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  • Hello. This is 6 Minute English from BBC

  • Learning English. I'm Rob.

  • And I'm Sam.

  • With the outbreak of the coronavirus epidemic,

  • people in many countries around the world

  • have started wearing face masks to protect

  • both themselves and others they come into

  • contact with. In this programme we'll

  • be asking whether wearing masks in public

  • can help prevent the spread of coronavirus

  • in the community?

  • Face masks have long been popular in some

  • Asian countries but with the spread of

  • Covid-19, they're increasingly being seen in other

  • parts of the world too.

  • Wearing a protective mask or face covering

  • is nothing new. Medical masks have a long

  • history from the plagues of medieval Europe

  • to nineteenth century outbreaks of cholera

  • in the United States, but when did they start

  • to be commonly used? That's my quiz question

  • for today: when and where were face masks

  • first widely used? Was it:

  • a) 1855 in Vienna, b) 1905 in Chicago, or

  • c) 1955 in London.

  • Well, you mentioned cholera outbreaks in the

  • US, so I'll say b) 1905 in Chicago.

  • Right Sam, we'll find out later if you were

  • right. Now, face masks may inspire confidence

  • but what is the evidence that they actually

  • protect the wearer from contracting the virus

  • or prevent infected people from spreading

  • the virus to others?

  • Professor Robert West has conducted a review

  • of over twenty studies looking into the evidence.

  • Here he is speaking to the BBC World Service

  • programme Health Check

  • The evidence is equivocal on it. It doesn't

  • tell you anything yet - hopefully that will

  • change. So we're thrown back on first principles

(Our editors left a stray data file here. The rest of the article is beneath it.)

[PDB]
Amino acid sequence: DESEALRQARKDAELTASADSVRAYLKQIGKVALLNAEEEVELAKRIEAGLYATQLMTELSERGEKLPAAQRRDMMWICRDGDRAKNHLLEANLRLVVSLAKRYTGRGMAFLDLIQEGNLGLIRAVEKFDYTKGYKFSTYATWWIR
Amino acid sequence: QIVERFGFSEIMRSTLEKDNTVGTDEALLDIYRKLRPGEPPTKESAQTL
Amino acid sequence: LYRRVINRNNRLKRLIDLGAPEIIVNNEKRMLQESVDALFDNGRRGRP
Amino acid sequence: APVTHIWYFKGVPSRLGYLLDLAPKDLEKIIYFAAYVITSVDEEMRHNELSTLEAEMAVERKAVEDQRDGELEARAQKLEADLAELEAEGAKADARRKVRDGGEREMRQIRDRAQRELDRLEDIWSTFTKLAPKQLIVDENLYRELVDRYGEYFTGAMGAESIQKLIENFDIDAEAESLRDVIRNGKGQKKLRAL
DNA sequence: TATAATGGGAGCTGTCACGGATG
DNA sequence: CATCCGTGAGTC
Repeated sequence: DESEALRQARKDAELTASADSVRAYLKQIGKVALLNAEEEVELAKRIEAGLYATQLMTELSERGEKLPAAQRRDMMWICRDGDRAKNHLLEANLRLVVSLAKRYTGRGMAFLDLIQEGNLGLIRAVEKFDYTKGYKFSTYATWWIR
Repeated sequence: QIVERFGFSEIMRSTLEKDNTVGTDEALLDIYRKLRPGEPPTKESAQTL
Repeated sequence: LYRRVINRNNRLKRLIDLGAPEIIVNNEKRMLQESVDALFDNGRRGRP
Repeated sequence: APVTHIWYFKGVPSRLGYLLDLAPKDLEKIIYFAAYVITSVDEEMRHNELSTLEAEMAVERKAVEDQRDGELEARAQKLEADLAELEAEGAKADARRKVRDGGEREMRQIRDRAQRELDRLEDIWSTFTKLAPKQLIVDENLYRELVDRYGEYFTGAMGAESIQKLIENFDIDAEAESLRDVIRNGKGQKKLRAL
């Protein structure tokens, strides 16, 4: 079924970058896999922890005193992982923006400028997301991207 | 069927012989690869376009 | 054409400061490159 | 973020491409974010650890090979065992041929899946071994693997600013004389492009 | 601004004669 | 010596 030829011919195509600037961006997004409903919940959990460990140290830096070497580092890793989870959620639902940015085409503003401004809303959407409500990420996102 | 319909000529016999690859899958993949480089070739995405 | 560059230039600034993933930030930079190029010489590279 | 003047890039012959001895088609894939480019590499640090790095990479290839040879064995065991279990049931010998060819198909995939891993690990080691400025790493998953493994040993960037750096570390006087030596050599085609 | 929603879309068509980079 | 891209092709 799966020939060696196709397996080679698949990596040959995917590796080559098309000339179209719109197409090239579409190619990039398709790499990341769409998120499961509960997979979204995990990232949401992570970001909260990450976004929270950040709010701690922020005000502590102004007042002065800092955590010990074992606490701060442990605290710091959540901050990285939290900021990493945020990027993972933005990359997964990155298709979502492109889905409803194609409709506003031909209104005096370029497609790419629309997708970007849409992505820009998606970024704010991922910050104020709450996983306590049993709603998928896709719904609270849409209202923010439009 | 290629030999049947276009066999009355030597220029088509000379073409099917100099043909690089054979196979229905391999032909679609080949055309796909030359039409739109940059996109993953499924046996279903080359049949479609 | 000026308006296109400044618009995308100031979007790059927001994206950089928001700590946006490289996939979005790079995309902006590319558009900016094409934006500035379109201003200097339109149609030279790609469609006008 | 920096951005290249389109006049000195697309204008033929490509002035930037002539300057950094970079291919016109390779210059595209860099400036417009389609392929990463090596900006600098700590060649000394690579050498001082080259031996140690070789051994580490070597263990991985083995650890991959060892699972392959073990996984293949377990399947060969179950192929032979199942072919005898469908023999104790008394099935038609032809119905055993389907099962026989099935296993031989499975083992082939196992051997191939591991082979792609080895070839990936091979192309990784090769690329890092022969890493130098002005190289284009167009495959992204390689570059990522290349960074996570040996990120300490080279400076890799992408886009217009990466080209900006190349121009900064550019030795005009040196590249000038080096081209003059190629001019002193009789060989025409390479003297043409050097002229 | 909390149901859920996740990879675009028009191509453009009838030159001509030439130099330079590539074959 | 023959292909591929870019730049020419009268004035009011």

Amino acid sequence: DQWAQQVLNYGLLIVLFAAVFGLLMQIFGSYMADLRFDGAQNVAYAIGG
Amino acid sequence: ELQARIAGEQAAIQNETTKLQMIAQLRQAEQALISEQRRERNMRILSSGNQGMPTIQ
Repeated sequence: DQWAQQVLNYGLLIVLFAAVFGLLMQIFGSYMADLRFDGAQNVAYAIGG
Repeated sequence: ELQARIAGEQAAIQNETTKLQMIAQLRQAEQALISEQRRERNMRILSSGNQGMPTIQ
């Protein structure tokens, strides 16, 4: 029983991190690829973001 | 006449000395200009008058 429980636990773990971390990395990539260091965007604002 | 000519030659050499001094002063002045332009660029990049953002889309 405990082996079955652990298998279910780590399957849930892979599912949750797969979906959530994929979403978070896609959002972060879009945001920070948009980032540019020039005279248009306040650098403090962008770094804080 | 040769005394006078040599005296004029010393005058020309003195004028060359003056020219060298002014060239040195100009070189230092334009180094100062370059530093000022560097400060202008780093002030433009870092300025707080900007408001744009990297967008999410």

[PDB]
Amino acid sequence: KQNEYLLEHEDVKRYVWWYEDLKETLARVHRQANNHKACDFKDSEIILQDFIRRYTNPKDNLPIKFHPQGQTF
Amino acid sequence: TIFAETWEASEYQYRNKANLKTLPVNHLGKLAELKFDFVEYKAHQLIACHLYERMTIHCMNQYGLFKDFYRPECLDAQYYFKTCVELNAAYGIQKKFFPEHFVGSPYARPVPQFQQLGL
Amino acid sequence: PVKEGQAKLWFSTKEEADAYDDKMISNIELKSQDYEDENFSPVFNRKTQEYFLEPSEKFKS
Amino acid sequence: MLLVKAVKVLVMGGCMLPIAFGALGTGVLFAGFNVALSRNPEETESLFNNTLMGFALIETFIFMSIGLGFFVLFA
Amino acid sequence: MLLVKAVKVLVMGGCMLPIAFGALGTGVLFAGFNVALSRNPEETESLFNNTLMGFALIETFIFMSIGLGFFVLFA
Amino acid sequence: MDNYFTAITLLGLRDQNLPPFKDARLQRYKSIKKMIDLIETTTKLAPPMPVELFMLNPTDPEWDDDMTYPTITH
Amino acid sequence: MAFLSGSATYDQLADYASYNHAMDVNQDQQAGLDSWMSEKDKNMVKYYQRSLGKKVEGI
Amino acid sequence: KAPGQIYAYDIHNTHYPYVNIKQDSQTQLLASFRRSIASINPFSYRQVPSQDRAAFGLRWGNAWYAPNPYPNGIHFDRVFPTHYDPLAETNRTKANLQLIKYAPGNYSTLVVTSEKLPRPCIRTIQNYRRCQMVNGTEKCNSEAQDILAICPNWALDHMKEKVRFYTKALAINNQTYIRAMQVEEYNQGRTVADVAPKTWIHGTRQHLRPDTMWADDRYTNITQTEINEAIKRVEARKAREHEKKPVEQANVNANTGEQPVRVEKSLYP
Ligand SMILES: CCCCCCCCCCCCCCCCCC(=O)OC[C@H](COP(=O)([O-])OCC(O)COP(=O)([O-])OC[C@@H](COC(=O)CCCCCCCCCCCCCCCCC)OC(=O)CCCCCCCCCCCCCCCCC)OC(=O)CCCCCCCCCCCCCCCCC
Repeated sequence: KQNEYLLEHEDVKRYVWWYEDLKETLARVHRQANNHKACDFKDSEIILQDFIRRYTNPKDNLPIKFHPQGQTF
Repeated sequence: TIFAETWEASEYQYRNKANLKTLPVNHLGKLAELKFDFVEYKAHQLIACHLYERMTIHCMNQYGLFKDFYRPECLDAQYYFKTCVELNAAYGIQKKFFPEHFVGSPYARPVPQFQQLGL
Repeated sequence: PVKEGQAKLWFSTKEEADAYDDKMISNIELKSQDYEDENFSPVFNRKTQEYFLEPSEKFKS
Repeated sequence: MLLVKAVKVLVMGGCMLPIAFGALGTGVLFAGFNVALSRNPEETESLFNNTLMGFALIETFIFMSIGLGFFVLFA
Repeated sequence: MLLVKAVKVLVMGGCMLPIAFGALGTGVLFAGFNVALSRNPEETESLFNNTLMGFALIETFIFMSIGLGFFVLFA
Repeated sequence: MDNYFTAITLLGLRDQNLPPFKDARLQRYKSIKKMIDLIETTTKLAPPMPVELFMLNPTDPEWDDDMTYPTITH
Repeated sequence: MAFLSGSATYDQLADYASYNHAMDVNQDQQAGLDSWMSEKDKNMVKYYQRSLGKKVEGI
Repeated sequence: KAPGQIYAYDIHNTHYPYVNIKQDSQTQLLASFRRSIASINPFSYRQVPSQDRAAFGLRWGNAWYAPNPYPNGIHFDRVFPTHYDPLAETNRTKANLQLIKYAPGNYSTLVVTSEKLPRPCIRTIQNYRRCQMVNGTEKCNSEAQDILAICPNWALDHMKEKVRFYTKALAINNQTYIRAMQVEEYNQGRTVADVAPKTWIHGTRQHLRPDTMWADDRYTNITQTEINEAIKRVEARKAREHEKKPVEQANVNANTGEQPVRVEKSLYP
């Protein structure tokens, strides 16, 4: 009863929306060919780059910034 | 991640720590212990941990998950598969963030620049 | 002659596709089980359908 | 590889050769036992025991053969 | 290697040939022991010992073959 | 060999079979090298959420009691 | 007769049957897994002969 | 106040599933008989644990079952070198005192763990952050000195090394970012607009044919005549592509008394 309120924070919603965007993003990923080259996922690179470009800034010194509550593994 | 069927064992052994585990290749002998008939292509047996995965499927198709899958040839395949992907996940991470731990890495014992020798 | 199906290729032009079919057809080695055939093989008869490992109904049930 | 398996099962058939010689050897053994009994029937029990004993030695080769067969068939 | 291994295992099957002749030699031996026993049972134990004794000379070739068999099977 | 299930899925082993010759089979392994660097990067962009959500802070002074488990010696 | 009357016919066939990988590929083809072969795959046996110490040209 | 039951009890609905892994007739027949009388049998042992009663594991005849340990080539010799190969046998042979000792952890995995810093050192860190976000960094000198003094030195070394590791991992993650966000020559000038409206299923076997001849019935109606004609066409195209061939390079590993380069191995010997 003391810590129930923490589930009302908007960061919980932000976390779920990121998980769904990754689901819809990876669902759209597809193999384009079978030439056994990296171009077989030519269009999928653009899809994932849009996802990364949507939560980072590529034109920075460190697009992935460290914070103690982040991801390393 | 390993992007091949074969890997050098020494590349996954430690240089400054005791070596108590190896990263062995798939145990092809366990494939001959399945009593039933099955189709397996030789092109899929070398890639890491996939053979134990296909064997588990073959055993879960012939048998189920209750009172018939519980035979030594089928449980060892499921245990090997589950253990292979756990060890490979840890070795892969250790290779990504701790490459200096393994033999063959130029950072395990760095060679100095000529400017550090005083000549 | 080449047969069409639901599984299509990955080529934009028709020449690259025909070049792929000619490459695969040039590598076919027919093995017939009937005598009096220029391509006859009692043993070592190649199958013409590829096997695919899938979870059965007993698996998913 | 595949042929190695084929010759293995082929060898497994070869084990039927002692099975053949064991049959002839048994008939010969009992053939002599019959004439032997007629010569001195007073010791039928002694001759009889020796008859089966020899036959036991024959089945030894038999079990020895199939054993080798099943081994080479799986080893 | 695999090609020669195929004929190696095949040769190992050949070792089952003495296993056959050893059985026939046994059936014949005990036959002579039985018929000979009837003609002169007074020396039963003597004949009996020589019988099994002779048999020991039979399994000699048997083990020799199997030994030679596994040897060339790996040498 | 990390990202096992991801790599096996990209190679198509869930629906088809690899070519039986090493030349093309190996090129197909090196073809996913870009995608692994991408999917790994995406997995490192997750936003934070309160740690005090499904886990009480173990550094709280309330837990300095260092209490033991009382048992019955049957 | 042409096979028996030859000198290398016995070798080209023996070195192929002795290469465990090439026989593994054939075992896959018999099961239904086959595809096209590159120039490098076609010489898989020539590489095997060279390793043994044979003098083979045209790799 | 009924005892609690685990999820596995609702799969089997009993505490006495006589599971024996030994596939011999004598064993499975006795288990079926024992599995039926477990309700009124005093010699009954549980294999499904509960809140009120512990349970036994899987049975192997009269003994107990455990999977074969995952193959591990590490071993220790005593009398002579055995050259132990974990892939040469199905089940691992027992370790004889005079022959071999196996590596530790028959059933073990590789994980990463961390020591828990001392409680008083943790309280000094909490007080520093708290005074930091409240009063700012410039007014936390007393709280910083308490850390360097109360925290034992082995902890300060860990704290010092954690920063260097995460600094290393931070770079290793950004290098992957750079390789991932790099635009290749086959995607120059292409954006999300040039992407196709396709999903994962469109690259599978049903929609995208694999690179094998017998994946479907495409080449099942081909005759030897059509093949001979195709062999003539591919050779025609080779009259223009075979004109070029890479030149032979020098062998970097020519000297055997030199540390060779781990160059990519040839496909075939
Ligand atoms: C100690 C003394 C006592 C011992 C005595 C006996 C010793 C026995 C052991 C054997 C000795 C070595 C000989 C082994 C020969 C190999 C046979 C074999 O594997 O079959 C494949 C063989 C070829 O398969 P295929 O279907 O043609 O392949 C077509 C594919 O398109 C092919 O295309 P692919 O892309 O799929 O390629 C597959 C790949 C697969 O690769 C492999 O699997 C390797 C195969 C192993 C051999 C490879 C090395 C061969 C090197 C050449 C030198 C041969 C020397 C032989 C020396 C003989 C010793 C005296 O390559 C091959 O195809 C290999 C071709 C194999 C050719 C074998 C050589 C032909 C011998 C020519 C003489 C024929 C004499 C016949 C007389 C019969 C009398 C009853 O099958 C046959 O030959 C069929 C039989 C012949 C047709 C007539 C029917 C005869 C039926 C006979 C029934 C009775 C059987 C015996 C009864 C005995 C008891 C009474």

• and this is why, as in so many areas of public

  • health, you get such a heated debate because

  • people are really relying on their opinion

  • on things and you will have one group who

  • say, 'Well, it stands to reason',

  • the good old

  • 'stands to reason' argumentwhich

  • is: obviously, if you've got a covering

  • in front of your face, and you're speaking

  • or coughing into that covering, it's going

  • to trap quite a lot of the virus on the droplets

  • you'll be emitting.

  • So far the evidence over whether face masks

  • are helpful or harmful is equivocaldifficult

  • to interpret because it seems to have two

  • opposite or contradictory meanings.

  • Based on current evidence, Professor West

  • feels we cannot say whether mask-wearing

  • is beneficial.

  • Some evidence suggests that wearing masks

  • can prevent the disease spreading and some

  • suggests the opposite.

  • There may be reasons why wearing

  • masks could actually increase the spread

  • of coronavirus.

  • However for some people, it stands to reason

  • that masks are beneficialmeaning it is

  • obviously true from the facts.

  • Actually, the evidence is far from obvious.

  • But everyone has an opinion on the issue and